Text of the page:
MANILA (Reuters) - A Philippine senator on Friday sought an inquiry into what he described as “censorship” by Facebook after the social media giant took down a network of accounts it said were inauthentic including one the government supports.
Senator Ronald Dela Rosa, who is an ally of President Rodrigo Duterte, filed a resolution calling for a probe just days after the presidential office accused Facebook of censoring pro-government content.
“There is an urgent need for the senate to investigate the censorship done by Facebook considering that it affects not only peace and order, and security of our country, but likewise greatly affects every Filipino’s freedom of expression,” Dela Rosa said in a resolution.
Duterte, whose allies dominate both the upper and lower chambers of congress, has created a powerful support base on social media platforms like Facebook, which was instrumental in his election victory in 2016.
Facebook last week dismantled a network of accounts that originated from China and the Philippines for engaging in “coordinated inauthentic behaviour”, including one that Manila says it supports for its anti-communism stance.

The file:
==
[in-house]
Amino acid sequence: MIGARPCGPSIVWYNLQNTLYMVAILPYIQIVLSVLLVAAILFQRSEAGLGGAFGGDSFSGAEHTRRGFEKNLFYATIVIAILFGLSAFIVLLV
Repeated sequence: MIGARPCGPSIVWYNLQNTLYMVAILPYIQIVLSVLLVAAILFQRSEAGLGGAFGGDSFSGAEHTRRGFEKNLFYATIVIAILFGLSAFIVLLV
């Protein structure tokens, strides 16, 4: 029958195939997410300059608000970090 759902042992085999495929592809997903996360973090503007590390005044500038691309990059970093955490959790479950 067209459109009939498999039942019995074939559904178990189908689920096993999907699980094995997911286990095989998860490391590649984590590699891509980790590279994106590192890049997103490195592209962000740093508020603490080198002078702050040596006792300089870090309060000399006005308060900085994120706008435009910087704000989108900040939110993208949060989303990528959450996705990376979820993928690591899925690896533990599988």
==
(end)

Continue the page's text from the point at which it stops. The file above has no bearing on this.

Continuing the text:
Duterte responded by warning Facebook that it should explain what its purpose is in his country if it wants to continue to operate.
Dela Rosa, a former police chief who was the chief enforcer of Duterte’s bloody anti-narcotics crackdown, said Facebook engaged in a “censorship campaign” against an advocacy group fighting the recruitment of communist rebels, hampering efforts to prevent the spread of violent extremism.A Facebook official said it did not have further comment after last week’s statement on removing accounts.
Filipinos are avid social media users with two-thirds of the country’s 107 million people Facebook users and such platforms now a political battleground.
Critics said the Duterte administration has allowed the abuse and manipulation of social media by its supporters, claims the government denies.
Reporting by Neil Jerome Morales; Editing by Ed Davies
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